View from the inside: trainee at a commercial law firm

What's it really like to be a trainee at a City law firm? Our source (who asked to remain anonymous) tells Finbarr Bermingham her story

I never saw myself as being a lawyer. Initially, I wanted to study English literature, but got rejected from my chosen university and ended up doing law. Everyone said it would be a good, transferable degree, but I realised when I graduated that I'd discounted using it as a career without giving it a chance, so I did three vacation schemes and enjoyed them a lot; one firm even offered me a training contract. The schemes prepared me well for working at a City law firm. I got to see how things worked from the inside, the kind of people I'd be working with, and the kind of work they do.

One thing they didn't prepare me for was how nervous the whole thing would make me. I'm an outgoing, sociable person, but for my first six months every day was nerve-racking. For instance, I'd do a massive piece of research and my supervising partner would turn around and say: "Well, there's £13 million resting on this and I need to call the client now... are you sure it's right?" Luckily, I've always been accurate with my research and now I'm confident enough to stand by everything I've done, without too much stressing - and confidence is a huge thing in law. You have to come across as confident, no matter how unconfident you feel. As a trainee, you're constantly being analysed and our work's always being picked apart. Even if you think it's not great or feel you could have improved on it, you need to put on some sort of show.

Musical chairs

When you start as a trainee you do four seats, each of which is six months long. So every half year, you have to join a new team and are back at the bottom of the pecking order. Quite often, you're ready for the change and looking forward to it, but sometimes it can be intimidating. You have to make a massive effort to build rapport with people. I've seen some people struggle with the social side of things and they end up being less involved with the team.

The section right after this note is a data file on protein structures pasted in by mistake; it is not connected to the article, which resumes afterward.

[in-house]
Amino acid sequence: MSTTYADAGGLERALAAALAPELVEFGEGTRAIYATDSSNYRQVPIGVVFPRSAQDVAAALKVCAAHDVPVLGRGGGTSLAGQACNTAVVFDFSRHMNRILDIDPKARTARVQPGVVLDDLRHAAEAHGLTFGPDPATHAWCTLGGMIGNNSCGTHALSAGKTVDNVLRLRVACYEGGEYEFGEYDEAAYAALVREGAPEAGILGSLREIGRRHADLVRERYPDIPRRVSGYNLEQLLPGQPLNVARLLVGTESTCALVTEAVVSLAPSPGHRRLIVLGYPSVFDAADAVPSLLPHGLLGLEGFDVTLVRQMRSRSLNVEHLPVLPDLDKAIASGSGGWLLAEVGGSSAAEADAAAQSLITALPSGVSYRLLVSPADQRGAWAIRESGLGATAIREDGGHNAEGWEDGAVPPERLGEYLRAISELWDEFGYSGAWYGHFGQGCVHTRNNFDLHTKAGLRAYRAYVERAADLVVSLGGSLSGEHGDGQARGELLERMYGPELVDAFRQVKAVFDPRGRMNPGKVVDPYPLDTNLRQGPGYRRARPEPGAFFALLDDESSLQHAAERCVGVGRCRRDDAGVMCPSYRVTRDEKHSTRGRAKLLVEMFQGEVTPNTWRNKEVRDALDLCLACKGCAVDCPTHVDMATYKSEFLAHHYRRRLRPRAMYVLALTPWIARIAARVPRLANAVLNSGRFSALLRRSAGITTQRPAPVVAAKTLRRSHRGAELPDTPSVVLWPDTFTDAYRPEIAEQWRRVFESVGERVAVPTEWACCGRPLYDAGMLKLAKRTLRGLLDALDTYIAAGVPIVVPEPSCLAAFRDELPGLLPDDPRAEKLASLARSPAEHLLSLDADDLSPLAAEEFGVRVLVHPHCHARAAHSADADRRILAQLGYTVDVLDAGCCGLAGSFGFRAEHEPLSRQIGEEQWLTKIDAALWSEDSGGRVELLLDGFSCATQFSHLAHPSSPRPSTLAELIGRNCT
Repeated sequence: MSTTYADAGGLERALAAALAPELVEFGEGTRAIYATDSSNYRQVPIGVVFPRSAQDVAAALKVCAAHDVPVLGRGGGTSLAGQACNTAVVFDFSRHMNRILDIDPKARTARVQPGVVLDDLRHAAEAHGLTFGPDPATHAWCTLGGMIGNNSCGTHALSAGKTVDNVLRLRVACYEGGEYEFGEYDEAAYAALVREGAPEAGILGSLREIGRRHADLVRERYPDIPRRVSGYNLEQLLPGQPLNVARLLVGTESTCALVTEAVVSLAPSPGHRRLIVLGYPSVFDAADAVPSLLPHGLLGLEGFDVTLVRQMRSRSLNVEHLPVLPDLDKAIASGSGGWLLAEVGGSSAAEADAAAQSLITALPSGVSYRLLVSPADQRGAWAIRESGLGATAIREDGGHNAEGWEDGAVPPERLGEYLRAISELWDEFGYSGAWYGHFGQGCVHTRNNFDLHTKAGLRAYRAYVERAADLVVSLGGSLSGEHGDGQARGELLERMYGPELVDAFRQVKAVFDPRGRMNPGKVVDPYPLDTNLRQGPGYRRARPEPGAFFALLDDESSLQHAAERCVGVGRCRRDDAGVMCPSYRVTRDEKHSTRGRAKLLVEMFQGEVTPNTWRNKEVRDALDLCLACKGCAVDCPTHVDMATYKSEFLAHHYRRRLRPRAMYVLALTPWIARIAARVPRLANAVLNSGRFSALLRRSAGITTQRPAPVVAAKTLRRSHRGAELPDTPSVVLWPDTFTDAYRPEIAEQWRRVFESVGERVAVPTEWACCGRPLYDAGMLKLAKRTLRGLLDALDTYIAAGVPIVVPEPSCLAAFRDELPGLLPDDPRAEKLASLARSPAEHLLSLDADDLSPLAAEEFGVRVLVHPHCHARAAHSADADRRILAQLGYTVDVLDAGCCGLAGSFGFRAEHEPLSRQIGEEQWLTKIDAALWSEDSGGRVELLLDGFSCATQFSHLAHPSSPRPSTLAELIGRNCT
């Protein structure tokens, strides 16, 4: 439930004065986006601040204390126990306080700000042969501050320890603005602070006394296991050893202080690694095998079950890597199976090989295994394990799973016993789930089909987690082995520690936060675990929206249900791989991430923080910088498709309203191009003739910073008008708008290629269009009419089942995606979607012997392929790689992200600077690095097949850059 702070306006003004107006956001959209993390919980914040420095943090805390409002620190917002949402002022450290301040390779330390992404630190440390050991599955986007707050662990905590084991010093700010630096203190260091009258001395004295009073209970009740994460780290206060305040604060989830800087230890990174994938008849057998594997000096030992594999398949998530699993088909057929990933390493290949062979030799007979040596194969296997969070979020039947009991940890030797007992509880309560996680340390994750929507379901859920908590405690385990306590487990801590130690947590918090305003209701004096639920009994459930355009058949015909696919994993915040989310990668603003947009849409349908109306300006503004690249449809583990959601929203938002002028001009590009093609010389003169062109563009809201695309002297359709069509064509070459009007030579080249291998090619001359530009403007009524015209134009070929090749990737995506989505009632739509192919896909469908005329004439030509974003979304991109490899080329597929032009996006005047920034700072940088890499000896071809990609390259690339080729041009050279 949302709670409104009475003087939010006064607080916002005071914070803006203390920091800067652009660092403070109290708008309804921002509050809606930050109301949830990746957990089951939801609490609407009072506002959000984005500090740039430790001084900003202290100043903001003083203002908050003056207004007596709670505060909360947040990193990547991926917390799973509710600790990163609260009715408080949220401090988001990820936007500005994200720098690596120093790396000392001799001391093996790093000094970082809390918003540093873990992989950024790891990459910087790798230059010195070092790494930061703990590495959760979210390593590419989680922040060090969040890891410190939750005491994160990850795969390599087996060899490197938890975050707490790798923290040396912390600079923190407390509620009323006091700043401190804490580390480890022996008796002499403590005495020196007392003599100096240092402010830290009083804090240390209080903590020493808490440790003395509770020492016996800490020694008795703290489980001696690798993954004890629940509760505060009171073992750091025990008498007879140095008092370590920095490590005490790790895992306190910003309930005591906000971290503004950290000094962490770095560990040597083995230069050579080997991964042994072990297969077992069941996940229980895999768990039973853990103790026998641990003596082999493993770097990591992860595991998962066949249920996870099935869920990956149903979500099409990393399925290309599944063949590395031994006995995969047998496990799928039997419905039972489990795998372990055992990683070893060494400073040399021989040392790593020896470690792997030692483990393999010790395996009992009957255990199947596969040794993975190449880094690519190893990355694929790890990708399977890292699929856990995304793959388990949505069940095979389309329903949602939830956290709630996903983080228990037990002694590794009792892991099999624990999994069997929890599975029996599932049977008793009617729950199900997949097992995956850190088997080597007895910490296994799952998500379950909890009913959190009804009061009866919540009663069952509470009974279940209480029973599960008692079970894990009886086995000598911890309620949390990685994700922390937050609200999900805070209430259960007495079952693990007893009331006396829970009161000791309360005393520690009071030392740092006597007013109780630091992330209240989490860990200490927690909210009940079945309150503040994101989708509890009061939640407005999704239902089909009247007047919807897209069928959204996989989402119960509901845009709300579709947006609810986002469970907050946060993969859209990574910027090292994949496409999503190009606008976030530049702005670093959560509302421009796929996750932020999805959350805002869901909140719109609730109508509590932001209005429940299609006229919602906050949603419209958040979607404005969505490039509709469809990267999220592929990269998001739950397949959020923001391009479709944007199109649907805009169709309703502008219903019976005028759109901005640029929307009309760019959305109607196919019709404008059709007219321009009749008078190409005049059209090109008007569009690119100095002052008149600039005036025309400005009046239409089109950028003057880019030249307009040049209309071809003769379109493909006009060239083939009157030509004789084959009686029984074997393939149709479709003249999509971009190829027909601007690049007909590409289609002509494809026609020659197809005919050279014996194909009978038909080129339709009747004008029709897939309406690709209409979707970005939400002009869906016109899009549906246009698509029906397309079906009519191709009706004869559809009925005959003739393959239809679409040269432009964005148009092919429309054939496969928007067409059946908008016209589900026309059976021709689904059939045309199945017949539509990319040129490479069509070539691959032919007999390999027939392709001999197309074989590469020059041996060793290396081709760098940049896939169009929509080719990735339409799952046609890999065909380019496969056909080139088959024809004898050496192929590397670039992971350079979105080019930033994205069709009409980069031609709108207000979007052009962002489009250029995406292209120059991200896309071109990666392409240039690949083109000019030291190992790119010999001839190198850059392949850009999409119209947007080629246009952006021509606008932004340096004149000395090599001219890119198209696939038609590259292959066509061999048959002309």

When you join, you discuss which seats you want to do with the graduate recruitment team. You get told to make choices but, in reality, it's more like listing preferences. In my first year, I didn't get mine and was really upset, initially. I thought it was going to be a disaster and a waste of six months. I've since learnt not to be so dismissive. Even though I wasn't initially pleased with the departments I was placed in, I've had the chance to do lots of the work I'm interested in. Compared to friends at other firms, I don't do many menial tasks and I like to think that the work I'm doing is valuable to my firm.

I also think it helps that I've been working in good teams, with nice people. I've had quite a lot of responsibility and the supervisors I've had have had a genuine interest in getting me involved.

The social network

You can't just go into a department and expect interesting work to fall into your lap. You need to network unofficially among the partners and show that you're interested in that area, that you came to work hard and that you're a good person to have on board. So being able to network successfully is very important - both internally and with clients, which I didn't realise before I started. We need to present ourselves as business advisors and be able to interact with our clients on a commercial level, engaging with them on non-legal issues and on their industry and business concerns. I found that difficult at first.

The importance of communication is drilled into you at university and that was obvious to me from the outset with my firm. It's constantly fed back to you through appraisal processes - everything you draft or say needs to be communicated well. At times, though, I wonder if it's been so long since some of the senior people have qualified that they've forgotten the importance of good communication and what it's like to be a junior. There can be some really cantankerous partners, some of whose offices you're afraid to walk past in case it annoys them. It makes me think that if those partners qualified now, they might not be as successful as they have been as networking and communication have become so important. But the majority of the partners I've worked with have been lovely. At the moment, I'm working with an older partner who is really good fun. He gives me lots of support and good, clear instructions.

Busy bee

I'm coming to the end of my two year training contract now and I'm feeling really nervous. I've loved my time here and I feel excited about the prospect of staying on after qualification. But at the same time, I have to be practical. I'm aware that I've had a good training contract and I need to work out how I can sell this to other firms in the City with a similar place in the market to my current firm, should they decide not to take me on. I think the office will get a lot more ruthless over the next few months, with people competing for positions, but I'm wary of brown-nosing. I'm not the type of person to do it blatantly and it can be embarrassing - the schmoozing people do. It's awkward when you stumble across a partner and a trainee out for lunch together.

Overall, my job is really enjoyable, but very exhausting. I'm never out of the office before 8pm and have had to learn not to make too many midweek plans, as I only end up letting my friends down. Sometimes, I want nothing more than to go home, cook my dinner and go to bed - but I often end up eating at work in the evenings. If I do something sociable at the weekend it adds to the exhaustion throughout the week. But at the same time, I get a real buzz out of being so busy and having an exciting London life.